questionmark1What are the key issues in thinking through the perennial ‘centralize vs. decentralize IT’ question?

This post was triggered by a question I received from a CIO over the holidays (yes, CIOs and management consultants don’t take holidays!)  He was trying to deal with a number of departments which insisted on having their own IT departments, with no accountability or responsibility to anything other than themselves.  (such departments are often referred to as “Shadow IT.”)  Sometimes these departments were interested in systems that were standalone and had little external impact, but more often these systems were interfaced, and the data and processes do impact other systems outside the department.

There are a number of issues behind this, but the key variable is business-IT maturity.  At low maturity, IT tends to be highly decentralized.  This may appear to provide a responsive and ‘customer intimate’ IT capability, but the reality is it does so at a huge cost to the enterprise as a result of redundant systems, unleveraged spend and resources, and the costs of supporting a heterogeneous IT infrastructure that typically results from highly decentralized IT.

Also, as competitive pressures and the need for improved coordination and business agility cause the discrete departments to move towards increased collaboration and more effective cross-departmental processes, they inevitably find the need for a more easily shared and consolidated IT infrastructure and common capabilities.  So, as IT drives up the maturity curve, it almost always needs to centralize – to get control of IT resources, capabilities and assets, and begin to rationalize and standardize them into a more efficient and sharable platform.  Further up the business-IT maturity curve, it may be both possible and optimal to decentralize certain IT capabilities.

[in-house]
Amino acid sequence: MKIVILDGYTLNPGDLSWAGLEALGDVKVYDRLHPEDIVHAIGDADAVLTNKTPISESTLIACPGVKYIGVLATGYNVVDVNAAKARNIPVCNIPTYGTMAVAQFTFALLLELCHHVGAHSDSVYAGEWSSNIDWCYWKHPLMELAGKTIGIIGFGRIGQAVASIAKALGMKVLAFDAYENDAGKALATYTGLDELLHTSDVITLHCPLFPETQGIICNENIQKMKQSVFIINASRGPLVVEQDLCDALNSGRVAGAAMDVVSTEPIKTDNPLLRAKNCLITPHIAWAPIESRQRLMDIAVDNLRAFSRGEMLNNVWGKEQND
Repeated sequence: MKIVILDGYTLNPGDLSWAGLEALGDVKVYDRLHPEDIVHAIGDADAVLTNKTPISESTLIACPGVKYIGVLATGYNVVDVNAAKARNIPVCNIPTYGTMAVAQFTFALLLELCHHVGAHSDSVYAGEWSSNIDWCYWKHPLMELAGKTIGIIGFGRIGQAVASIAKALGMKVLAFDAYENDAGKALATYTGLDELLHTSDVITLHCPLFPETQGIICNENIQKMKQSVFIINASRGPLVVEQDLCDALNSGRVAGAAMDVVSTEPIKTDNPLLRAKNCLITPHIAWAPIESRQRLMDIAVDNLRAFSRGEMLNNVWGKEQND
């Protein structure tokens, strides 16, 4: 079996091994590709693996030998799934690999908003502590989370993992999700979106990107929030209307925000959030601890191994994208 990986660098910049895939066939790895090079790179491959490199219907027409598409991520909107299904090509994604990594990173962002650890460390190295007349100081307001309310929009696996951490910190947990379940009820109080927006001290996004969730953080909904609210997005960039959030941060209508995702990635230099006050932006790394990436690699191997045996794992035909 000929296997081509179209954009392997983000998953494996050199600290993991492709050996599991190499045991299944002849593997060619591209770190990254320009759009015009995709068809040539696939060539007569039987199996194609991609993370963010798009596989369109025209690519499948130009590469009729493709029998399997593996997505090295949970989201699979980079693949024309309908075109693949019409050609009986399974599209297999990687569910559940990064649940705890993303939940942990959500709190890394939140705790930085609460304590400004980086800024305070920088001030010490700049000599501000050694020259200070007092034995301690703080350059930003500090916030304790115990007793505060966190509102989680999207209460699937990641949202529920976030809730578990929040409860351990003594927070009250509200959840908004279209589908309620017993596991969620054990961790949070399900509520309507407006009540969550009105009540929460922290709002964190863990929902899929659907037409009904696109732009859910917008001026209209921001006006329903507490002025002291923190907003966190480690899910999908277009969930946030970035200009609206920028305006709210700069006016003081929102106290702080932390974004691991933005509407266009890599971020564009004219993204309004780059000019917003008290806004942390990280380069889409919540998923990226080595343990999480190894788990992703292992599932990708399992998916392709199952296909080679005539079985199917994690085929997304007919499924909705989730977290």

The bottom line is that IT (like finance!) must be centrally controlled – no exceptions. This is not just leading practice, it is the only acceptable practice, whether you are looking from the perspective of security/privacy/business continuity, or from an audit or cost effectiveness perspective.  However, central control of IT does not necessarily imply that all IT resources and capabilities have to be centralized.  To clarify this, it is useful to distinguish between those IT capabilities that:

  1. Should be common and shared across the enterprise, i.e., have a value proposition of Operational Excellence (e.g., data center operations, networks, desktop support). These are typically highly centralized under IT.
  2. Are specific to a given business unit, i.e., have a value proposition of Customer Intimacy (e.g., opportunity discovery, very locally specific and rapidly changing local systems such as web sites). These are typically decentralized (more so in higher maturity environments, less so in low maturity).
  3. Are future/innovation oriented, i.e., have a value proposition of Innovation/Product Leadership (e.g., Enterprise Architecture, IT R&D). These are typically networked across the enterprise, with IT taking ownership of “Centers of Expertise”.  Again, this is more the case in higher maturity, less so in lower maturity environments.
  4. Are governing/aligning, including IT investment/prioritization/value realization, IT funding model, Enterprise Architecture, and decisions as to what capabilities are common and shared vs. business unit specific. These are most effective when they are business owned, and are implemented from the top of the enterprise.

Of special note here is item #4.  The business-IT governance and Enterprise Architecture mechanisms are typically either missing or weak (ineffective) in lower business-IT maturity organizations, which is why low maturity organizations must first focus on centralizing IT.  As governance strengthens and become more coherent, and as Enterprise Architecture strengthens and gets “teeth”, decentralization of items #2 and #3 becomes possible and, perhaps, desireable.

How does this thesis match your own experiences?  Have you seen situations that would argue against this thesis?  How might you apply this thesis to your own situation?  What can you do as an IT professional to help drive business-IT maturity in 2009?